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Discovery ecovery R to

CLINICAL AND RESEARCH HIGHLIGHTS AT HSS | spring 2014

Aaron Daluiski, MD, and his team are developing nanotechnology to deliver bone healing medication directly to fracture sites.

At the Nexus of Research and Clinical Care Kellen Award Program Fosters Emerging Physician-Scientists

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ssential to Hospital for Special Surgery’s leadership in breakthrough research are its physician-scientists, the dedicated orthopedists and rheumatologists who balance clinical care with the rigorous pursuit of medical research. To cultivate the next generation of physicianscientists, HSS has established the Anna-Maria and Stephen Kellen Physician-Scientist Career Development Award program. This unique program, launched with $1.8 million in funding from the Anna-Maria and Stephen Kellen Foundation, supports scientific

Hospital for Special Surgery 535 East 70th Street New York, NY 10021 www.hss.edu

investigations by emerging HSS physicians. The Foundation recently granted another $2.5 million of further support. Supporting New Discoveries The Kellen Award program provides key funding for research and encourages mentorship. Each of the early career recipients is paired with one or more senior scientists in the Hospital’s Research Division. “I like to fund projects that directly help people,” says Marina Kellen French, vice president of the Anna-Maria and Stephen Kellen Foundation and a Trustee of HSS. Nonprofit Org. U.S. Postage Paid Permit #186 Lakewood, NJ 08701

“I have always had a great interest in supporting young clinicians who would like to dedicate part of their careers to scientific endeavors. I am especially pleased that the Clinician Scientist program, which is a key part of the research mission at HSS, allows me to fulfill my lifetime interest in this area,” says Ms. Kellen French. “Physician-scientists have a deep understanding of patients’ needs and priorities, and they drive research that will directly impact patient outcomes,” says Thomas P. Sculco, MD, surgeon-in-chief and Korein-Wilson Professor in Orthopaedic Surgery, who has played a key role in developing this program. “We are so honored that the Anna-Maria and Stephen Kellen program provides crucial financial support for promising young physicians who aspire to advance medicine through research as well as patient care.” “The purpose of research at HSS is to translate our discoveries into improving outcomes for patients, and the Kellen Awards play a critical role in supporting the talented physician-scientists who make these discoveries,” says Steven R. Goldring, MD, chief scientific officer and Richard L. Menschel Research Chair. “It gives them the ‘protected time’ they need to maintain their busy clinical practices while pursuing research in the laboratory. Without this support, financial constraints could force them to abandon their research.” Through a competitive peer-review process, candidates are selected to receive five-year awards that provide $500,000 for specialized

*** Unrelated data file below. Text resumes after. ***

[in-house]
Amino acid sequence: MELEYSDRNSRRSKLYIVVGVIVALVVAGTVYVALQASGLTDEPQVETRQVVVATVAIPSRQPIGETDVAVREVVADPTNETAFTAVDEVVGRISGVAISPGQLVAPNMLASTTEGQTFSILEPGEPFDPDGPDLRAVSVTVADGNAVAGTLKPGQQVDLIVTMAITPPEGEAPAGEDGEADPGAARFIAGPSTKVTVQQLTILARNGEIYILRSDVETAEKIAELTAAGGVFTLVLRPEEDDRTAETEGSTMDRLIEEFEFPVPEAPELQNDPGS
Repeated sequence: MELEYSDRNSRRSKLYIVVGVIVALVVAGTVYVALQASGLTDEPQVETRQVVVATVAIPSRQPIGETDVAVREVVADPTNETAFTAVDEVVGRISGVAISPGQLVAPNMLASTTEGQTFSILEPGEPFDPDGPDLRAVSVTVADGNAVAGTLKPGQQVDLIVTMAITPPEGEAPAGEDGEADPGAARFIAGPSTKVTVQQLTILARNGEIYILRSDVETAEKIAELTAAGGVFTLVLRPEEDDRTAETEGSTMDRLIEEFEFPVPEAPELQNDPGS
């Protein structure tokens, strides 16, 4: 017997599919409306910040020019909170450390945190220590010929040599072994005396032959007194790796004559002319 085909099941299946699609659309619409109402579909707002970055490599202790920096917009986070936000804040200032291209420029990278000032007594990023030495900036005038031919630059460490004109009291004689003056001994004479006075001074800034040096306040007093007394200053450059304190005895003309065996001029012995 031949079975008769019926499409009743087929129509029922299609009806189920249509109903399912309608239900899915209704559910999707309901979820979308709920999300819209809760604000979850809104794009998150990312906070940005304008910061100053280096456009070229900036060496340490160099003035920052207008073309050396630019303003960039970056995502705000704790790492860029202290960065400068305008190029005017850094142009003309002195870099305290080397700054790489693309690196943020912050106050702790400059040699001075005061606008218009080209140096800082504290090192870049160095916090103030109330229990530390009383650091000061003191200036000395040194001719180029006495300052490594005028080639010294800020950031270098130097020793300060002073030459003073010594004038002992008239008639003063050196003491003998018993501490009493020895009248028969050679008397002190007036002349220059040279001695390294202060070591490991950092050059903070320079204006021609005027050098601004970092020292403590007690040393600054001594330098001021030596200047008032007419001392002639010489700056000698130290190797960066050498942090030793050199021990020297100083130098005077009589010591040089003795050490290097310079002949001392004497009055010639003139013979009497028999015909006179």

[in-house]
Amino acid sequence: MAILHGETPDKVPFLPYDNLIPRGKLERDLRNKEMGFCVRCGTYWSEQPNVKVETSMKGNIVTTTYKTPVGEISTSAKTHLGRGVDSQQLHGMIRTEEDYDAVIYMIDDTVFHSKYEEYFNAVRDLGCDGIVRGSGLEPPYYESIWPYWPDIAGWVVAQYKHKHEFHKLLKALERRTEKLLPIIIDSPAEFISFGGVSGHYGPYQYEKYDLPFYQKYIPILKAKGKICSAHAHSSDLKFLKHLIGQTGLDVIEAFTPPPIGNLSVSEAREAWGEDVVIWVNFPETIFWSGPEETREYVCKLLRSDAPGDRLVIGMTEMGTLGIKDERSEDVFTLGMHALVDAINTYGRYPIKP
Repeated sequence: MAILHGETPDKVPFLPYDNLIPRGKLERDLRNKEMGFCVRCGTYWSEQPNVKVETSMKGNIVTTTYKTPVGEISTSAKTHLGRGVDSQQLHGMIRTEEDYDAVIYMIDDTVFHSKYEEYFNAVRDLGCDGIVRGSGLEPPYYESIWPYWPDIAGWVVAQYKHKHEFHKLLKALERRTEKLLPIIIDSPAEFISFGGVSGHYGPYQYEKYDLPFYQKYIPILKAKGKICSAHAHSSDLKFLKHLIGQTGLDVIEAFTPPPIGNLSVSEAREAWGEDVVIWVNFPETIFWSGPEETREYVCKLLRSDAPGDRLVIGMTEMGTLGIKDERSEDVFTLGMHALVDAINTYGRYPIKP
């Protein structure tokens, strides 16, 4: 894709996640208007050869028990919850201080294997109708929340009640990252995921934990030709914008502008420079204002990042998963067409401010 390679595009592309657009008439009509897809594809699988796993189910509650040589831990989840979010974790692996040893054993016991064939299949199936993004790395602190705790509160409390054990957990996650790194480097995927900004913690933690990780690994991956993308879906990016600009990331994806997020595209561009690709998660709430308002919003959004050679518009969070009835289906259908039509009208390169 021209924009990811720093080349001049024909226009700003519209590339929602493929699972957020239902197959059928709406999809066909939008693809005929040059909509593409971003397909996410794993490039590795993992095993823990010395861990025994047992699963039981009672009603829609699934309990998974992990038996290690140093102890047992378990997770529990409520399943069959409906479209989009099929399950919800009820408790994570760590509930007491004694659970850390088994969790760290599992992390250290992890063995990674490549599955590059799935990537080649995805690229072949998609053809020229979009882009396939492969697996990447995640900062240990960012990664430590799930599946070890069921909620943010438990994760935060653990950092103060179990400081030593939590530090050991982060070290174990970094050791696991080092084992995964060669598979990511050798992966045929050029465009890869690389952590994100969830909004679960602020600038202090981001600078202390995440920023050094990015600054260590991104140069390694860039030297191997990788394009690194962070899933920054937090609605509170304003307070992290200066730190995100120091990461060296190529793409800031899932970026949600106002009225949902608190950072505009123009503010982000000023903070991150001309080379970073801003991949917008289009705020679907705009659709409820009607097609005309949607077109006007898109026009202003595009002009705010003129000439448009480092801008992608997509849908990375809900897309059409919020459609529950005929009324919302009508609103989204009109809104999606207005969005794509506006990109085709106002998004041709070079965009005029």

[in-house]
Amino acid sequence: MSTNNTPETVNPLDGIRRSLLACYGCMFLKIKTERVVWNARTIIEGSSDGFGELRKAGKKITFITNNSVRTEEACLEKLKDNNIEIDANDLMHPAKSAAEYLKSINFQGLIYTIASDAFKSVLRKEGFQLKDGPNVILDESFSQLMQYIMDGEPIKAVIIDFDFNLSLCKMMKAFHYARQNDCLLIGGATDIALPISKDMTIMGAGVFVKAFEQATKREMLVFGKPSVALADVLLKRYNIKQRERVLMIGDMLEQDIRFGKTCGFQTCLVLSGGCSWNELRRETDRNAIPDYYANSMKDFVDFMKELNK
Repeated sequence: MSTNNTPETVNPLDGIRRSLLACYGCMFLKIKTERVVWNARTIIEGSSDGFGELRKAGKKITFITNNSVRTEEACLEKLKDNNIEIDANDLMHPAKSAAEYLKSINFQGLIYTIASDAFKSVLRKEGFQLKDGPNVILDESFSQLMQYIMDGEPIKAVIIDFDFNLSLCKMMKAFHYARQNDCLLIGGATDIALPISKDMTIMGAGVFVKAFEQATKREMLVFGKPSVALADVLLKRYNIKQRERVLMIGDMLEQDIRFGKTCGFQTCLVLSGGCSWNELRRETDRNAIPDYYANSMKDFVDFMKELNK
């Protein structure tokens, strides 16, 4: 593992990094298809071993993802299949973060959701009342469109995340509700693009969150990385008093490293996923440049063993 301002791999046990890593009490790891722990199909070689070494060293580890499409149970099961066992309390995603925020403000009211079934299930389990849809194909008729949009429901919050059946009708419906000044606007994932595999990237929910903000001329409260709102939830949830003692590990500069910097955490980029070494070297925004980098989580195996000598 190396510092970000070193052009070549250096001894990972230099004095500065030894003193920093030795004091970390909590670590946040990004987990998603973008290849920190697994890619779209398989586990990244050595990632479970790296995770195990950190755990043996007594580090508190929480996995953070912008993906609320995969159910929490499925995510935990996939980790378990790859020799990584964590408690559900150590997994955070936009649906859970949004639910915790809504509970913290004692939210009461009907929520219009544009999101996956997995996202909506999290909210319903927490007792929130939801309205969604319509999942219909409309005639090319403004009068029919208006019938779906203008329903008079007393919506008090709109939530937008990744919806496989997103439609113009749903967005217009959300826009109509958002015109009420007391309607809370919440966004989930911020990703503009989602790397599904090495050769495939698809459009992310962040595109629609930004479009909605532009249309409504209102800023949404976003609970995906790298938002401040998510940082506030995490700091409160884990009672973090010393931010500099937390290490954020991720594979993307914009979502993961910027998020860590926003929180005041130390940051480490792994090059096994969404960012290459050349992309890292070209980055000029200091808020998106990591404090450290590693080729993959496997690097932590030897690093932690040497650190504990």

research tools, laboratory and technical support, and equipment. The program’s first round of awards was granted in August 2012 to six HSS physician-scientists with wide-ranging projects, two of which are discussed here. To read about additional research supported by the Kellen program, please visit the HSS blog at www.hssonthemove.com. Bone Healing through Nanotechnology Aaron Daluiski, MD, an orthopedic surgeon specializing in pediatric and adult hand, wrist, and elbow surgery, is using his Kellen Award to investigate bone healing following fracture. With his mentors Dr. Goldring and orthopedic surgeon Mathias Bostrom, MD, Dr. Daluiski’s investigation is two-fold: basic science research into how patients heal following bone fractures, and the development of new drug therapies to improve bone healing without surgery. The first phase of the study looked at how fracture healing differs in the young and the old. “We know that kids heal so quickly that we typically treat fractures in children nonoperatively with a cast or a splint and they heal in about three weeks,” says Dr. Daluiski. “For some reason, we lose that capacity to heal as we age. We are looking at this phenomenon to understand which genetic pathways are involved in the bone healing process. We are investigating those pathways to find specific drugs to augment healing. Even a modest reduction in healing time would be a tremendous benefit to patients.” Dr. Daluiski and his colleagues study nonsurgical methods to move bone-healing medication to the Continued on page 7

Where the World Comes to Get Back in the Game HSS has launched a new advertising campaign featuring patients telling their stories about how HSS changed their lives. Go to www.hss.edu/backinthegame to meet these amazing patients. (page 5)

Discovery to Recovery Spring 2014  

Discovery to Recovery is Hospital for Special Surgery’s research newsletter. Published twice per year, Discovery to Recovery reports on pace...

Discovery to Recovery Spring 2014  

Discovery to Recovery is Hospital for Special Surgery’s research newsletter. Published twice per year, Discovery to Recovery reports on pace...